• In Shigofumi there was the story of an older man watching over a little girl named Mikawa (the same as the protagonist). The older man treated the girl nicely, but did not tell her that he was dying from a condition. He ultimately dies by pushing Mikawa out of the way of a bus, though he gets hit and dies.
  • In Aim for the Ace!... Coach Munakata's leukemia is lethal, and he has only 2/3 yerars to live at the start of the series. This is why he trains Hiromi to Training from Hell levels: he wants her to be his successor.


  • In Transformers Last Stand of the Wreckers, Ironfist is dying from taking a cerebro-seeking bullet to the head in an "accident", and having it slowly working its way closer and closer to its target and unable to be stopped. He hides it because he's assigned to what is a dream mission for him and doesn't want to be ruled unfit to serve it.
    • Prowl knew all along that Ironfist was doomed, and sent him on the mission because of it. The mission required someone to die, and Prowl intended Ironfist to be the sacrificial lamb.
  • All-Star Superman begins with Superman discovering that he's dying. The comic ends with him telling the world in the form of a Clark Kent article.


  • One of the most famous movie examples is in El Cid, when the eponymous hero tells those around him to keep the fact that he is dying a secret so as to avoid demoralising the Spanish troops and boosting the morale of the besieging Moors. This ends with the famous scene when the now-deceased Cid, strapped to his horse, "leads" his army out of the city gates to victory.
  • Tony Stark in Iron Man 2.
  • At the end of Once Upon a Time in the West, Cheyenne reveals that he's bleeding out from a gut-shot. He asks Harmonica to get him out of sight from the new town before he keels over.
  • In Shaun of the Dead, Shaun's Mum doesn't let anyone see their zombie bite to avoid worrying anyone. This leads to the movie's biggest Tear Jerker when Shaun has to kill her when she turns.


  • Near the end of the Harry Potter series, Harry learns that Dumbledore had been hiding an unbreakable death curse from destroying a horcrux.
  • In The Curse Of Chalion, Cazaril has a supernatural tumor in his gut haunted by the ghost of the Complete Monster he killed with magic. He tries desperately to keep it under wraps, both for political reasons and so the girls he's trying to protect won't worry about him.
  • In The Dogs of War, Mercenary leader "Cat" Shannon has been diagnosed with cancer.
  • In The Dresden Files book Death Masks, Shiro exchanges himself to almost certain death for Harry. Harry learns via a letter that was arranged beforehand that his benefactor was already dying from cancer.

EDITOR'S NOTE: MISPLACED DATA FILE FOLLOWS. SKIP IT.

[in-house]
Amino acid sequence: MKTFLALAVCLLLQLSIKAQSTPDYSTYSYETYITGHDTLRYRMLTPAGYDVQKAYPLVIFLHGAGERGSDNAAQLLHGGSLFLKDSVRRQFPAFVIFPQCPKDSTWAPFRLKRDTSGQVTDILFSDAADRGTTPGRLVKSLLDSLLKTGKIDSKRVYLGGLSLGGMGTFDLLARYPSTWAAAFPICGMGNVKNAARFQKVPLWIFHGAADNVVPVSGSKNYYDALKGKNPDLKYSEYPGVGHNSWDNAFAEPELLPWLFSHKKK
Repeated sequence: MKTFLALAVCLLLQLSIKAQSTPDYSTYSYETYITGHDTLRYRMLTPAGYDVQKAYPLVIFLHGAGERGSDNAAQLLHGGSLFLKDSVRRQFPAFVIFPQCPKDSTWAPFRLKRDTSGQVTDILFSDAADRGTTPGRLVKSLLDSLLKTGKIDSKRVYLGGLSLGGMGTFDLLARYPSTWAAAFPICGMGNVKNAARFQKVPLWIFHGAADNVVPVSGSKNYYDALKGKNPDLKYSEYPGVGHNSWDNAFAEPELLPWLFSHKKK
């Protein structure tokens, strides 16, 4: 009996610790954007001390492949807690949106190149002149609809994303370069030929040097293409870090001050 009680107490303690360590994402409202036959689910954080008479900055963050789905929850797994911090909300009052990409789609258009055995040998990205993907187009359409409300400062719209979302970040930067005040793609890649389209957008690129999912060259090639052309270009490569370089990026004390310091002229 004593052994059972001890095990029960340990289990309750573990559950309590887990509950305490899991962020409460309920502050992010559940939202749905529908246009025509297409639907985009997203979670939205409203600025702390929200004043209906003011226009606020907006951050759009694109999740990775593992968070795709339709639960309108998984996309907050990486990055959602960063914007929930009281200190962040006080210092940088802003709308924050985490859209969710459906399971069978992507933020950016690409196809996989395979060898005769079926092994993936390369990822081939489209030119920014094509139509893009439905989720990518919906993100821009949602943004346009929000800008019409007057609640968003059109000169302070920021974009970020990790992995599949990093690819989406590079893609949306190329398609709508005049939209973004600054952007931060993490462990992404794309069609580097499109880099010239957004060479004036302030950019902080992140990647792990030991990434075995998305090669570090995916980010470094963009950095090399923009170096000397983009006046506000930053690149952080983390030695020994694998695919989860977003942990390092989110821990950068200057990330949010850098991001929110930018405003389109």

• In the Gaunt's Ghosts novel Blood Pact, the reader is led to believe that Ayatani Zweil is dying of cancer this way. He isn't: Dorden is.

Live Action TV

  • Star Trek: The Original Series episode "For the World is Hollow and I Have Touched the Sky". Dr. McCoy learns that he's suffering from a disease called xenopolycythemia which will kill him in one year. When he tells Kirk about it he asks him to keep it to himself so he'll be most effective in his job in the time left.
  • Professor Arturo on Sliders had an incurable disease which will kill him in a number of months, but didn't want anyone to know.
  • Hiro from Heroes hides the fact that he has cancer from everyone at the start.
  • President Laura Roslin spends most of the first season of Battlestar Galactica hiding the fact that she has terminal breast cancer from the fleet at large. Then, after the news broke, and a miracle cured her, it came out at Baltar's trial that she was hiding a relapse.
  • During the early part of season 7 of The X-Files, Mulder is hospitalized for unusual brain activity. At the end of the three-episode arc, it's implied he made a full recovery. In reality, he did not and is dying from an "undiagnosable condition." He hides it from everyone, including the audience. It's not until he goes missing in season 8 that anyone finds out. And how do Scully and Skinner find out? Doggett has the manhunt team bring in his family headstone from North Carolina, which Mulder had recently changed to include his own name, birthyear, and anticipated year of death.
    • Given how hard it was for him to deal with Scully's illness and its terminal diagnosis back in season 4-5, it's no surprise he wanted to spare her that suffering.